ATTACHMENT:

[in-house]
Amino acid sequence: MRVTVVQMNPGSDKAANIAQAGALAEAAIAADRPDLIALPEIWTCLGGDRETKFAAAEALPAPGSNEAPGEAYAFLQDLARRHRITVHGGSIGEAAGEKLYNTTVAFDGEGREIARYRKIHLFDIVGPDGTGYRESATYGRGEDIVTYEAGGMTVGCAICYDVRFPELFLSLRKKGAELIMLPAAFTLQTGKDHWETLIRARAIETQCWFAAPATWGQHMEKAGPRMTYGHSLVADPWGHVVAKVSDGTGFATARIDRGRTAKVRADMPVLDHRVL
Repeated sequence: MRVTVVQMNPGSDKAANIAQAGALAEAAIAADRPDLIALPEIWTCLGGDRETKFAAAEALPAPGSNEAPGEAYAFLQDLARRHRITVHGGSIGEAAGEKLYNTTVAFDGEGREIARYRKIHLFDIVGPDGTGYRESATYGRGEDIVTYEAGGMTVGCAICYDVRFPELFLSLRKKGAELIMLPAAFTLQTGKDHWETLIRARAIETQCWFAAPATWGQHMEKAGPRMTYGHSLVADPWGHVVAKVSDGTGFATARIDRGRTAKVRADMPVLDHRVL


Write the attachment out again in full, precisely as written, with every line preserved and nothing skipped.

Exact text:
[in-house]
Amino acid sequence: MRVTVVQMNPGSDKAANIAQAGALAEAAIAADRPDLIALPEIWTCLGGDRETKFAAAEALPAPGSNEAPGEAYAFLQDLARRHRITVHGGSIGEAAGEKLYNTTVAFDGEGREIARYRKIHLFDIVGPDGTGYRESATYGRGEDIVTYEAGGMTVGCAICYDVRFPELFLSLRKKGAELIMLPAAFTLQTGKDHWETLIRARAIETQCWFAAPATWGQHMEKAGPRMTYGHSLVADPWGHVVAKVSDGTGFATARIDRGRTAKVRADMPVLDHRVL
Repeated sequence: MRVTVVQMNPGSDKAANIAQAGALAEAAIAADRPDLIALPEIWTCLGGDRETKFAAAEALPAPGSNEAPGEAYAFLQDLARRHRITVHGGSIGEAAGEKLYNTTVAFDGEGREIARYRKIHLFDIVGPDGTGYRESATYGRGEDIVTYEAGGMTVGCAICYDVRFPELFLSLRKKGAELIMLPAAFTLQTGKDHWETLIRARAIETQCWFAAPATWGQHMEKAGPRMTYGHSLVADPWGHVVAKVSDGTGFATARIDRGRTAKVRADMPVLDHRVL